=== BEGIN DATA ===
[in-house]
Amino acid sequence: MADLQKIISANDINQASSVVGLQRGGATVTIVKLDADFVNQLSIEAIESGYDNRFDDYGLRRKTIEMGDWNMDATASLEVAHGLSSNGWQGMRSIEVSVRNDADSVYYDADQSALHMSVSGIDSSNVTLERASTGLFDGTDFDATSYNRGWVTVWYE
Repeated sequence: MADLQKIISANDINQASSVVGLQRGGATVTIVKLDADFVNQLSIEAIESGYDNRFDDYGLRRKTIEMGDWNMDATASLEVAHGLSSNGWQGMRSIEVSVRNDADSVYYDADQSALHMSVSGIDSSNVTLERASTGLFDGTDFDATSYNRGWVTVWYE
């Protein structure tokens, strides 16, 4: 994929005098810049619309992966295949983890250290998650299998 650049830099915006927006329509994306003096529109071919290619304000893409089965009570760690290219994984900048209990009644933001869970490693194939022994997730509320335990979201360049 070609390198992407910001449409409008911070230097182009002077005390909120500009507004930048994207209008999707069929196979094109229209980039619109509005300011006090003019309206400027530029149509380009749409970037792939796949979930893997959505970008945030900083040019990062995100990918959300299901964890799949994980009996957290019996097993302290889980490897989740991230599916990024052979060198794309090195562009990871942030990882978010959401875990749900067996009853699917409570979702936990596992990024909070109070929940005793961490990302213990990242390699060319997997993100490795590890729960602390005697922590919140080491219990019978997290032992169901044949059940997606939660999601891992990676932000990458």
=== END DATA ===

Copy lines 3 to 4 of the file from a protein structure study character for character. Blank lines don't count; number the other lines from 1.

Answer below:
Repeated sequence: MADLQKIISANDINQASSVVGLQRGGATVTIVKLDADFVNQLSIEAIESGYDNRFDDYGLRRKTIEMGDWNMDATASLEVAHGLSSNGWQGMRSIEVSVRNDADSVYYDADQSALHMSVSGIDSSNVTLERASTGLFDGTDFDATSYNRGWVTVWYE
């Protein structure tokens, strides 16, 4: 994929005098810049619309992966295949983890250290998650299998 650049830099915006927006329509994306003096529109071919290619304000893409089965009570760690290219994984900048209990009644933001869970490693194939022994997730509320335990979201360049 070609390198992407910001449409409008911070230097182009002077005390909120500009507004930048994207209008999707069929196979094109229209980039619109509005300011006090003019309206400027530029149509380009749409970037792939796949979930893997959505970008945030900083040019990062995100990918959300299901964890799949994980009996957290019996097993302290889980490897989740991230599916990024052979060198794309090195562009990871942030990882978010959401875990749900067996009853699917409570979702936990596992990024909070109070929940005793961490990302213990990242390699060319997997993100490795590890729960602390005697922590919140080491219990019978997290032992169901044949059940997606939660999601891992990676932000990458």